[May 31, 2007 @ 2:37 pm] David Hogberg

A must read by Walter Williams.

[May 31, 2007 @ 3:56 am] Stuart Browning

We’re hearing that Michael Moore, in his upcoming movie, interviews some happy Canadians who are satisfied with their health care system. This doesn’t surprise. Most healthy people don’t like to think about getting sick and like the idea that if and when they do – they will be taken care of (especially if they think that someone else is footing the bill).

However, when Canadians get older and need more medical care, they run up against the strict rationing imposed by their system. After paying a life time’s worth of high taxes to support socialized medicine, they come face-to-face with its’ realities.

It’s safe to say that Mr. Moore never interviewed Mary Lou Frye who has had her urgent brain surgery cancelled six times:

In March 2006, Mary Lou Frye had a seizure and drove off the Fraser Highway into a ditch.

A CAT scan revealed a golf ball-sized tumour behind her left eye. She had surgery in May 2006, but bleeding cut the operation short, leaving part of the tumour.

She now has two tumours in her brain, but since January Frye has had her surgery postponed six times, the latest last Friday when four other neurosurgery cases were also postponed.

The previous day, four neurosurgery cases were postponed due to a lack of beds.

Meanwhile, Frye, 64, who raised three kids as a single mom, is failing. Doctors have declared her urgent because of headaches, loss of balance and walking difficulty.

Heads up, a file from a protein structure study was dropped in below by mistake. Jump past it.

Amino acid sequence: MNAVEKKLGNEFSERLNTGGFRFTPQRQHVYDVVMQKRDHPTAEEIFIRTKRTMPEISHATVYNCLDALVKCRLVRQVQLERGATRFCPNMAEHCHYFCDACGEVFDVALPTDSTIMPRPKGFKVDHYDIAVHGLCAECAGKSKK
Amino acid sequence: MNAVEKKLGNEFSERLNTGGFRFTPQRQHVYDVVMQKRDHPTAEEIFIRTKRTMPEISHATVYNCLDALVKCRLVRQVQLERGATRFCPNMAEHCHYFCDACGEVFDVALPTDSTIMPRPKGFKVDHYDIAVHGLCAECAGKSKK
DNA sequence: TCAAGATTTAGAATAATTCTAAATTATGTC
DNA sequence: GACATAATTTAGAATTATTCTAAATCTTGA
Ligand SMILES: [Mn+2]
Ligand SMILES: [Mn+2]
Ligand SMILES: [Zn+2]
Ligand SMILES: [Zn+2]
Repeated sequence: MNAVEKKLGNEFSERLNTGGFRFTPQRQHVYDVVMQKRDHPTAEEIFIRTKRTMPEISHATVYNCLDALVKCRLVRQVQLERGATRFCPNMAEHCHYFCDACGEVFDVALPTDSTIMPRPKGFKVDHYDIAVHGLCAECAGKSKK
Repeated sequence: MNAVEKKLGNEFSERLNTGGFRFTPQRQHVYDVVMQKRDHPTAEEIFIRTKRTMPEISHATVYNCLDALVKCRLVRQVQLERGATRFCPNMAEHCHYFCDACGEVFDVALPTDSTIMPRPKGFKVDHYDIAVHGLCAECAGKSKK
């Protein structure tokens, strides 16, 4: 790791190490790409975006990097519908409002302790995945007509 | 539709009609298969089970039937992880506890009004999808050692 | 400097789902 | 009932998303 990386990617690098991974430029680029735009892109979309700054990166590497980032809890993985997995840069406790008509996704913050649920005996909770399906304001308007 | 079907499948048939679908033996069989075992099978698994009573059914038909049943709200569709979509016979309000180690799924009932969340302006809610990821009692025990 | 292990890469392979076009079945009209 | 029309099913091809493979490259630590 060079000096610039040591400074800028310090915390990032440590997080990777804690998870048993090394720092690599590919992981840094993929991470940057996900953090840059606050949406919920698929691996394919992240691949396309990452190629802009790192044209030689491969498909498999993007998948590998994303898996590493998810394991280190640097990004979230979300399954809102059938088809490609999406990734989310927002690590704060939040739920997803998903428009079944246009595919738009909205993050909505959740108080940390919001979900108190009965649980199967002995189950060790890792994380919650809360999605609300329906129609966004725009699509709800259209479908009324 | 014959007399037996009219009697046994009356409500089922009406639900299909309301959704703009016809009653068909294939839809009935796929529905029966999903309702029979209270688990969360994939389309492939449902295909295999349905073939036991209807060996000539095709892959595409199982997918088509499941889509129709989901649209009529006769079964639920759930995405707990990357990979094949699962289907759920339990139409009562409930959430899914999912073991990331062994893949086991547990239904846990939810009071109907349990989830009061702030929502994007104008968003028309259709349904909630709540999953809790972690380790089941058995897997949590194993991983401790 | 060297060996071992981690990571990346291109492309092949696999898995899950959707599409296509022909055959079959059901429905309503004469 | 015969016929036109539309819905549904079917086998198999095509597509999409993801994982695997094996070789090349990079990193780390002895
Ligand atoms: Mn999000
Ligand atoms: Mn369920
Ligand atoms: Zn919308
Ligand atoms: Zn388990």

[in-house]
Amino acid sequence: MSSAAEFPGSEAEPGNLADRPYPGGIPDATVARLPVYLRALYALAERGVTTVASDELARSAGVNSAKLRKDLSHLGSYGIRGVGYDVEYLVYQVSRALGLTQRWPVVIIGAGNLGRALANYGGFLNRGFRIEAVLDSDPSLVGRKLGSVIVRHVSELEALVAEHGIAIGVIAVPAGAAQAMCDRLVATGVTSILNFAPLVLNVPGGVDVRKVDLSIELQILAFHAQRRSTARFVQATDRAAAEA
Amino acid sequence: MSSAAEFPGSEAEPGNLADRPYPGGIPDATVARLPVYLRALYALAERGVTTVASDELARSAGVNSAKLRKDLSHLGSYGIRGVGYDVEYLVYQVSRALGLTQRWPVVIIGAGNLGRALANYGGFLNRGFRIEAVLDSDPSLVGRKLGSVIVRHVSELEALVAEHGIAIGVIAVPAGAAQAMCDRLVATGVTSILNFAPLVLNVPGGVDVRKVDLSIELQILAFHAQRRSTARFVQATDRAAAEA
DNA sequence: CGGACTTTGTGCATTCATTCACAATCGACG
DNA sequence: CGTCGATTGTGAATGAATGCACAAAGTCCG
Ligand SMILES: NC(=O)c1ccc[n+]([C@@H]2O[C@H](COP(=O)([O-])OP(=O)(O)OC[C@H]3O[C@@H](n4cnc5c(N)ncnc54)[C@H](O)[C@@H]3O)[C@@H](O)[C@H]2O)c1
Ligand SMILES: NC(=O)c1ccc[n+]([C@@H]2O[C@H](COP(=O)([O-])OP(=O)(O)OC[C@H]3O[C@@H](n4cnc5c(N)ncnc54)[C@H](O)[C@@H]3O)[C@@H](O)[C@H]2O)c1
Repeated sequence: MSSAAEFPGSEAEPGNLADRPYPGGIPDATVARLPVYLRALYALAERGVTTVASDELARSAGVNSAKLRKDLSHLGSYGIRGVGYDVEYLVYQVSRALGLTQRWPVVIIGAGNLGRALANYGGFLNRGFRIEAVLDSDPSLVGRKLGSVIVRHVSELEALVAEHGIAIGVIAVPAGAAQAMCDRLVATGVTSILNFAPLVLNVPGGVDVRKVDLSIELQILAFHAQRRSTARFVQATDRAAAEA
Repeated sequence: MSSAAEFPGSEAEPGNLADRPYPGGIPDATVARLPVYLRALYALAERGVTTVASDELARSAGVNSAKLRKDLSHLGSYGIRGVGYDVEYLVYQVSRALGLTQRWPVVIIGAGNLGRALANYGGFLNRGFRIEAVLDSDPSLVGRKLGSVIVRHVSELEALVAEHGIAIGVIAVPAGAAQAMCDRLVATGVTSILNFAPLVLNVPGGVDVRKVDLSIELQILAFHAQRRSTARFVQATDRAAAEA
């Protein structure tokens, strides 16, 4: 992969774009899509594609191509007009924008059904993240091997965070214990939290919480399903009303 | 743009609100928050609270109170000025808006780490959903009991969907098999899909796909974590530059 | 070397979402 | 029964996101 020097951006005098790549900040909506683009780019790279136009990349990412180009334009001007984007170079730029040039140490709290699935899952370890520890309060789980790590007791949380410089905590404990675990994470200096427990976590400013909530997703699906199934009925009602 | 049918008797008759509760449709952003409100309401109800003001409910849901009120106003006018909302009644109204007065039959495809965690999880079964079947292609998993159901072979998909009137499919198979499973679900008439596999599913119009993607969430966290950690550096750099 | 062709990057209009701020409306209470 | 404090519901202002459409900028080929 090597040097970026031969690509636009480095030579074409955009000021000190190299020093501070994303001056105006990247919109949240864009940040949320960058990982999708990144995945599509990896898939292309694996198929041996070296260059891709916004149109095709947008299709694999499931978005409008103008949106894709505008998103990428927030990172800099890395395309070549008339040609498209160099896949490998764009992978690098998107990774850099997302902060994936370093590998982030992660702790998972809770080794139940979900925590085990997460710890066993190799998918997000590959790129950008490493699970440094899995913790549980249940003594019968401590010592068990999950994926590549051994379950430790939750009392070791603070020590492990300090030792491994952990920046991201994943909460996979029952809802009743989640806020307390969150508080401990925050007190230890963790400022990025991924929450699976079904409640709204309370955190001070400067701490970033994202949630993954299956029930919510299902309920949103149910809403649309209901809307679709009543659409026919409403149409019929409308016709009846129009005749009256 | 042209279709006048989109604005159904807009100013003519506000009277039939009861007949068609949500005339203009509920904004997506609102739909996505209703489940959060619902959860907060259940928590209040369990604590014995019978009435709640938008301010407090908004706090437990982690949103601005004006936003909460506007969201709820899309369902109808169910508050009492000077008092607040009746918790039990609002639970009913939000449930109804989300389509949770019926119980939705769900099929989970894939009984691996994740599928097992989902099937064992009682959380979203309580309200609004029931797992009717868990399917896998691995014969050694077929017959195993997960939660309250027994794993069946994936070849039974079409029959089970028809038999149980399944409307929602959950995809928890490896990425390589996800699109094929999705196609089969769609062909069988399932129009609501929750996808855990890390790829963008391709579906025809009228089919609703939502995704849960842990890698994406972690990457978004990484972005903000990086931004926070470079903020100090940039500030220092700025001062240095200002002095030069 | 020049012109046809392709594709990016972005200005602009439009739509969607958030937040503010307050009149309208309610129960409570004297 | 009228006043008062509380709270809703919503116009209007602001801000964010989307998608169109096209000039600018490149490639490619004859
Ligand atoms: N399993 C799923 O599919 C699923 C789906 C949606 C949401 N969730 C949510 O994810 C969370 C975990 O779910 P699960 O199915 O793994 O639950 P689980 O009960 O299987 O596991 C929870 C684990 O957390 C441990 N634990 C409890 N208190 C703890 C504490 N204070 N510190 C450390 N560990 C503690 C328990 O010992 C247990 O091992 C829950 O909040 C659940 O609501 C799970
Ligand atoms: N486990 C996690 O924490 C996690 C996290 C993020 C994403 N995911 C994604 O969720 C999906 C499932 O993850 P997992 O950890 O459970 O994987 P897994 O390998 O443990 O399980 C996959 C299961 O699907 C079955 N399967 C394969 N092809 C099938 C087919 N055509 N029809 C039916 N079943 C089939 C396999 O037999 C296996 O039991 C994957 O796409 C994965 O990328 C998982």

But Ms. Frye is not alone. Canada’s Fraser Institute, in its’ report Waiting Your Turn, estimates that over 770,000 Canadians are currently on waiting lists.

[May 30, 2007 @ 5:48 am] Stuart Browning

We hear ad nauseum from the single-payer left about the supposed administrative efficiency of Medicare and Medicaid. Since insurance companies must control waste and fraud in order to make a profit for shareholders they are deemed inefficient. However, government can draw from the seemingly bottomless well of tax revenues. Here’s the result:

In what was described as one of the biggest healthcare fraud cases ever in South Florida, federal prosecutors on Friday accused a couple of leading a billing company that bilked Medicare out of $56 million over a six-year stretch.

Mabel and Abner Diaz were accused of operating All-Med Billing Corp. of Miami Lakes in a scheme that used 29 durable medical equipment firms to submit false claims to Medicare.

“This is one of the most important cases ever filed by our office,” U.S. Attorney R. Alexander Acosta said. “This is our money which could have been used to treat patients rather than line the pockets of the accused.”

[May 29, 2007 @ 8:18 am] David Hogberg

Take a look at this paragraph:

Health care reform is one of the most urgent needs facing American today. The high and rising cost of health care threatens to bankrupt individuals and small businesses, while millions of Americans no longer can afford to buy health insurance. Serious charges are being leveled against the quality of America’s health care system, and proposals for reform than can only be called radical are seriously discussed in Washington D.C. and in state capitals around the country.

Reads like something written recently, no? Actually, it is by Dick Armey, and was written in 1993 as the forward to the book Why We Spend Too Much On Health Care.

The more things change…

[May 29, 2007 @ 7:58 am] David Hogberg

Here is what happens with a lack of price transparency:

A missionary who does his work in Africa walks into a hospital. He has a simple procedure done that requires a two-day stay. When he gets the bill, he is shocked to find that the procedure cost $28,000. He’s even more shocked to find that a local person with health insurance would have paid a mere $3,300.

That’s the joke. Here’s the punch line: That country is the United States and the hospital is in New Jersey.

Read all of Paul Mulshine’s column.

[May 29, 2007 @ 6:47 am] Stuart Browning

The Free Market Cure Blog is now online. The site is still being worked on – and a “soft launch” of this endeavor is still days away. However, expect penetrating and insightful analysis of the current health care policy debate here very soon!